# Euler's polyhedron formula

Issue 43### No simple polyhedron has seven edges.

**Proof:** We show first that for any polyhedron we have *2E ≥ 3F* and *2E ≥ 3V*. The faces of the polyhedron are polygons, each bounded by a number of sides. Along each edge exactly two faces come together, so an edge corresponds to exactly two sides: the total number of sides is *2E*. We also notice that any face has *at least* 3 sides, so the total number of sides is
*at least* 3 times the number of faces. Thus we get:

The total number of sides = *2E*

and

The total number of sides ≥ *3F*.

Putting this together we get:

*2E ≥ 3F*,

proving our first inequality.

To prove the second inequality we count the total number of *ends* of edges. Each edge has two ends, so the total number of ends equals *2E*. At each vertex at least three edges come together, so the total number of ends of edges is at least 3 times the number of vertices. Putting this together we get:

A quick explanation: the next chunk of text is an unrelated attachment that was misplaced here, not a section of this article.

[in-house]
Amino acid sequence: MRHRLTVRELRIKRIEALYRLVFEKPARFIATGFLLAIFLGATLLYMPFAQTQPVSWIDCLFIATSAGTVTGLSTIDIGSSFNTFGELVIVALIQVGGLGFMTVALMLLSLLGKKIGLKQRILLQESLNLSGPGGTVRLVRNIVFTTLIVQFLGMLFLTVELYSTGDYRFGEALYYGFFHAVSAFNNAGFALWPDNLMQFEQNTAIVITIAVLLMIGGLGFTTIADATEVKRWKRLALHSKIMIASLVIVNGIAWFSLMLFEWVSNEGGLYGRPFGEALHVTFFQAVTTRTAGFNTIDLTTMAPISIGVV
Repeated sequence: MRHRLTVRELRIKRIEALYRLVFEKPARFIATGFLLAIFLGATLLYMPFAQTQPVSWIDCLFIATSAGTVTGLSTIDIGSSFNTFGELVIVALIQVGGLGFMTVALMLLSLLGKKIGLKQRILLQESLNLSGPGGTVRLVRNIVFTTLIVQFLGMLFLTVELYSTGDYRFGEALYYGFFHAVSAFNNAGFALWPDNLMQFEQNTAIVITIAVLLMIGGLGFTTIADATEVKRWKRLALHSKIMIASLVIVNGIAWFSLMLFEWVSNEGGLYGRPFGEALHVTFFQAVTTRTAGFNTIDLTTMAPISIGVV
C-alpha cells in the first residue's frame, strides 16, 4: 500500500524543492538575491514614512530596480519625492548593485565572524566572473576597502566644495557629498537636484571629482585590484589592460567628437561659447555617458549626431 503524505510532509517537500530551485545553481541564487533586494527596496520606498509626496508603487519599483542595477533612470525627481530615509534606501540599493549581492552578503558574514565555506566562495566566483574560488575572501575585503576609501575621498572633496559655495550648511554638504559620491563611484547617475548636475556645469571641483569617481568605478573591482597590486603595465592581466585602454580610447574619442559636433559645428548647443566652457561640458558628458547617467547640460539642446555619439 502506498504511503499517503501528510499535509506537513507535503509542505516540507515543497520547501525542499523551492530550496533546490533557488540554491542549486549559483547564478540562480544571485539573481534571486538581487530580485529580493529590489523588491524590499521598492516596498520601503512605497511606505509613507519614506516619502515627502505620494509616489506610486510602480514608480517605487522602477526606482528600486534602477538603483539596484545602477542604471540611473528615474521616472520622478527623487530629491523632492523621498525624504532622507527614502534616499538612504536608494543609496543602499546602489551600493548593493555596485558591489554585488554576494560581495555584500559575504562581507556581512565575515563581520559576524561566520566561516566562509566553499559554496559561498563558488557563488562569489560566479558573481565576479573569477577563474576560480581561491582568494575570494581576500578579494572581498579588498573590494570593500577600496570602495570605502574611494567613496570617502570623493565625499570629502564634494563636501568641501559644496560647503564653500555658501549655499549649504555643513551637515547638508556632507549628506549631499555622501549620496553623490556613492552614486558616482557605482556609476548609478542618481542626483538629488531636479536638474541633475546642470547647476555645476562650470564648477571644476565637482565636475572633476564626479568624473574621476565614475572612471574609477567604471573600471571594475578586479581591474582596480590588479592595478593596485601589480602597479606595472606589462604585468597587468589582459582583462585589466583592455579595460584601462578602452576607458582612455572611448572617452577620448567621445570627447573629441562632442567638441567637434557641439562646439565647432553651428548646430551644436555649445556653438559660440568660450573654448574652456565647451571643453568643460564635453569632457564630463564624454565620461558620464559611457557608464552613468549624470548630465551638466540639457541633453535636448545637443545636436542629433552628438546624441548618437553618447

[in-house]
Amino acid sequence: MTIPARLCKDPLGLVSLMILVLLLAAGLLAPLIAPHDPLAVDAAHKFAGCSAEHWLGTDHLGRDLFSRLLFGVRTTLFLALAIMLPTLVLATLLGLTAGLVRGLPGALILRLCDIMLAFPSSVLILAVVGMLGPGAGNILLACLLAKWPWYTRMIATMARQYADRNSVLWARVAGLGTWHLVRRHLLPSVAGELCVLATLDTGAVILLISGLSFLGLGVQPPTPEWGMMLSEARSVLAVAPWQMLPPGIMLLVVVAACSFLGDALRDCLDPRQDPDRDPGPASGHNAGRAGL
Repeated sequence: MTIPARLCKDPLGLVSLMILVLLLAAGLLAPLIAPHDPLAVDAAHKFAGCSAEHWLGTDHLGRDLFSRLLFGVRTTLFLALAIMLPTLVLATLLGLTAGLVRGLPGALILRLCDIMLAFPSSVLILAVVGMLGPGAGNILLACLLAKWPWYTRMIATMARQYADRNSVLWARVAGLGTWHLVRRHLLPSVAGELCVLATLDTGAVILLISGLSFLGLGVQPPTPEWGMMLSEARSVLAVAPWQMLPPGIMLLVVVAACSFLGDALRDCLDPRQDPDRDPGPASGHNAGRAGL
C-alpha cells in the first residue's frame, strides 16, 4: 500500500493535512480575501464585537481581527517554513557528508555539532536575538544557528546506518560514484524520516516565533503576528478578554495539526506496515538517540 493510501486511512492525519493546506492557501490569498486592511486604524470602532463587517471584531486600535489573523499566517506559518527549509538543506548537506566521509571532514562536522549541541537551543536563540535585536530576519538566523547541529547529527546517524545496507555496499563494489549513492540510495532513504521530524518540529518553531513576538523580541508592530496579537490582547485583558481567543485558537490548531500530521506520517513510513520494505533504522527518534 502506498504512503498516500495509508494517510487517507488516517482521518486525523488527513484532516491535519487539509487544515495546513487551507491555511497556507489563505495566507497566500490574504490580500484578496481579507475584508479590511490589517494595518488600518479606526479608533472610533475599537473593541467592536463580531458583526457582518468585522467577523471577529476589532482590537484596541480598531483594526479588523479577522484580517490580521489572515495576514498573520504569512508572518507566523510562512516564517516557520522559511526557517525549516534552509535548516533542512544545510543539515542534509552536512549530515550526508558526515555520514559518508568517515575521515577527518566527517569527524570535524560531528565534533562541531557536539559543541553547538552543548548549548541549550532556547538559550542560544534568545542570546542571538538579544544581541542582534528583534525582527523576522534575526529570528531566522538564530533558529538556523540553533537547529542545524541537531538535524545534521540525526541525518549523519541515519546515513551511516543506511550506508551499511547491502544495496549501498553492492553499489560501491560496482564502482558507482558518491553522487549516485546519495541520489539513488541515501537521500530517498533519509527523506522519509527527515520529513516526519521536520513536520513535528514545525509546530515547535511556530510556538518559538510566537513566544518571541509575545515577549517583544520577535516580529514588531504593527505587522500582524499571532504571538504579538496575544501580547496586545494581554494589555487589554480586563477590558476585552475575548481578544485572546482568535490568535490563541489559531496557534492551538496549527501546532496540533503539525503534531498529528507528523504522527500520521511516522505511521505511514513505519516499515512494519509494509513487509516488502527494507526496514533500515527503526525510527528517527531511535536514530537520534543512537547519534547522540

*2E ≥ 3V*.

Now, if a polyhedron has 7 edges, then *3F ≤ 14* and *3V ≤ 14*. This means that both *F* and *V* cannot be bigger than 4. A little thought will convince you that every polyhedron has strictly more than three faces, so we must have *F=4*. Similarly we get that *V=4*. This gives

*V - E + F = 4 - 7 + 4 = 1 ≠ 2*.

This tells us that our hypothetical seven-edged polyhedron cannot exist, for if it did, then Euler's formula would hold and the above sum would have to be equal to 2 — QED!